Birds are often victims of trafficking

According to the American Humane Association (AHA), over eight million animals around the country are rescued each year. AHA states that the majority of the animals that end up in their care are unwanted strays. Many of the animals rehabilitated by AHA have been subjected to illegal animal trading. The Wildlife Alliance estimates that “millions of animals from tens of thousands of species are victims of the illegal wildlife trade each year.”

Bornfreeusa.org, an animals rights group, also claims that thousands of animals fall victim to the exotic pet trade every year. Bears, tigers, lions, monkeys, and birds are examples of animals that are stolen from their native homes and smuggled into the country. These animals are then sold in pet stores, in auctions or on the web. Buyers of these animals are not subject to strict laws or restrictions, nor are they required to show proof that the states where they reside permit them to own exotic animals through these types of purchasing methods. Buyers are not required to possess any kind of knowledge or experience in dealing with the animals they purchase, which leads to abuse and        neglect.

According to animal rights group PETA, PetSmart stores receive some of the animals they sell through the supplier, Sun Pet Ltd. In an investigation conducted by the Georgia Department of Agriculture in 2009 and 2010, small rodents were found to have been infected with the lymphocytic chorimeningitis virus (LCMV). Those who purchased these animals during the investigation were cautioned by the Centers for Disease Control and Prevention to watch for symptoms that they had been infected with LCMV such as vomiting, chest pain, birth defects, meningitis and fluid in the brain.

Rodents in the Georgia warehouse at Sun Pet Ltd. were housed in filthy, cramped living conditions. Many had even been killed in “makeshift gas boxes.” In 2005, a customer that bought a hamster infected with the LCMV virus sued PetSmart. Three people died as a result of receiving organs from a donor who became infected with the virus from a hamster sold to them by PetSmart.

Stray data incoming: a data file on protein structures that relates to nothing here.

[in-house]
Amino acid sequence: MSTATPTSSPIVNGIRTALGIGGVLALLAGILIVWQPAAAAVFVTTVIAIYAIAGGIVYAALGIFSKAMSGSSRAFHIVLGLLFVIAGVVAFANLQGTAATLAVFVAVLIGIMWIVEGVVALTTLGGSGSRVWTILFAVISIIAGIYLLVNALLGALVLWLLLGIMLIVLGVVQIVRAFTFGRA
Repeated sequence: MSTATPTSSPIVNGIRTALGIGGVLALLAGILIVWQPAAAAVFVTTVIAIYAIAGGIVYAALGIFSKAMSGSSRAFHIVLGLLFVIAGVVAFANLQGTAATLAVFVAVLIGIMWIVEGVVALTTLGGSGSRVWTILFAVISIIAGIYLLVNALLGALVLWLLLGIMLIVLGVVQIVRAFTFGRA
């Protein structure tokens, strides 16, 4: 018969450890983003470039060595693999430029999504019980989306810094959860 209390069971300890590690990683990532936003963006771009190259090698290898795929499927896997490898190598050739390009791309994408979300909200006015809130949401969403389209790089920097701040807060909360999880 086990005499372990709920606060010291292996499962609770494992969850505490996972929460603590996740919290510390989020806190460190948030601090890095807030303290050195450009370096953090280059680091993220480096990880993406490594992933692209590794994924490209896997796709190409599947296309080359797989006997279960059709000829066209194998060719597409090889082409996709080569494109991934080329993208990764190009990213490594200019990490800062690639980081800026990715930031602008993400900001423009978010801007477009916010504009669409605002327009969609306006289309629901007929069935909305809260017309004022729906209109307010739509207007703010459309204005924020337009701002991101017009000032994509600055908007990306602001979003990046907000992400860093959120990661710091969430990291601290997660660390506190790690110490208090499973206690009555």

Pet store chains have also been known to purchase animals from suppliers such as puppy mills, which are infamous for farming pets in substandard living conditions. Exotic birds often come from countries in South America where they are left traumatized and damaged from abusive trafficking.

Samantha Kappel, a UTSA freshman who works at PetSmart claims the store is “clean and well kept.” Kappel works as a pet care associate, taking care of the animals that are boarded for daycare or vacation.

“Messes are cleaned as soon as they are made,” says Kappel, “we check to make sure they have clean water every half hour and the play rooms are cleaned three times a day with  non-toxic chemicals.”

In 2009, Congress proposed HR 669: The Nonnative Wildlife Invasion Prevention Act that “proposed to prevent at least some of the environmental and economic damage caused by the invasive non-native bird, mammal, reptile, amphibian, fish and invertebrate species.” In doing so, the act would prevent animals from being bred, sold, re-homed or relocated across state and national lines. The HR 669 act did not pass.

While PetSmart agreed that risks to animals are important, they believe that the HRR 669 act will “damage the pet industry and harm pet owners as well,” claimed scienceblog.com. In an attempt to contact PetSmart about its exotic animal policy, no comments were offered.  

The PAWS Organization at UTSA will be working with animal sanctuaries around San Antonio beginning in spring 2013, according to PAWS public relations manager Ruby Camerillo. Currently, PAWS is working with the owner of a farm in Seguin, TX who is in charge of an animal refugee called SARA, a non-profit organization that gets its funding from donations by the operator and volunteers.

As for exotic species, Camerillo states that “Houston Animal Control (HAC) deals with many cases concerning tigers and bears bred as cubs.” Houston Animal Control does not intervene unless the animal is being neglected or abused. These limited laws make it easy to buy and sell exotic pets and are especially detrimental to exotic animals that require meticulous care.

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